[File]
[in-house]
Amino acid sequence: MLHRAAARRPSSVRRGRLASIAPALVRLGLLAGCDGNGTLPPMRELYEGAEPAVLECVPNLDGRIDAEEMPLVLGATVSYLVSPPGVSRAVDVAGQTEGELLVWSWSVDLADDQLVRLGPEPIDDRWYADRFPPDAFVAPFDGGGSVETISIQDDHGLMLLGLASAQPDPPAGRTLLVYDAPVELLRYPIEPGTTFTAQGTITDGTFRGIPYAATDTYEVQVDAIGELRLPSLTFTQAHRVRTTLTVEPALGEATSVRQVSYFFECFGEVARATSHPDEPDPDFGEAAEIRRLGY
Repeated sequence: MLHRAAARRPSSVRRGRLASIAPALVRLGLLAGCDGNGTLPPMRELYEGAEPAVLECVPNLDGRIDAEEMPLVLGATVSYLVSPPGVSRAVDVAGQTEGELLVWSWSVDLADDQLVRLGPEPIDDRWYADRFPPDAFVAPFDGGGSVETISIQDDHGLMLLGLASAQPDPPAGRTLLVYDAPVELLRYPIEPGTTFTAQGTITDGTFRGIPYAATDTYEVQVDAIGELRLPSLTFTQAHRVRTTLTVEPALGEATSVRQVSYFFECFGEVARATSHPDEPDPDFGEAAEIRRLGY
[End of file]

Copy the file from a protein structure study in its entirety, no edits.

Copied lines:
[in-house]
Amino acid sequence: MLHRAAARRPSSVRRGRLASIAPALVRLGLLAGCDGNGTLPPMRELYEGAEPAVLECVPNLDGRIDAEEMPLVLGATVSYLVSPPGVSRAVDVAGQTEGELLVWSWSVDLADDQLVRLGPEPIDDRWYADRFPPDAFVAPFDGGGSVETISIQDDHGLMLLGLASAQPDPPAGRTLLVYDAPVELLRYPIEPGTTFTAQGTITDGTFRGIPYAATDTYEVQVDAIGELRLPSLTFTQAHRVRTTLTVEPALGEATSVRQVSYFFECFGEVARATSHPDEPDPDFGEAAEIRRLGY
Repeated sequence: MLHRAAARRPSSVRRGRLASIAPALVRLGLLAGCDGNGTLPPMRELYEGAEPAVLECVPNLDGRIDAEEMPLVLGATVSYLVSPPGVSRAVDVAGQTEGELLVWSWSVDLADDQLVRLGPEPIDDRWYADRFPPDAFVAPFDGGGSVETISIQDDHGLMLLGLASAQPDPPAGRTLLVYDAPVELLRYPIEPGTTFTAQGTITDGTFRGIPYAATDTYEVQVDAIGELRLPSLTFTQAHRVRTTLTVEPALGEATSVRQVSYFFECFGEVARATSHPDEPDPDFGEAAEIRRLGY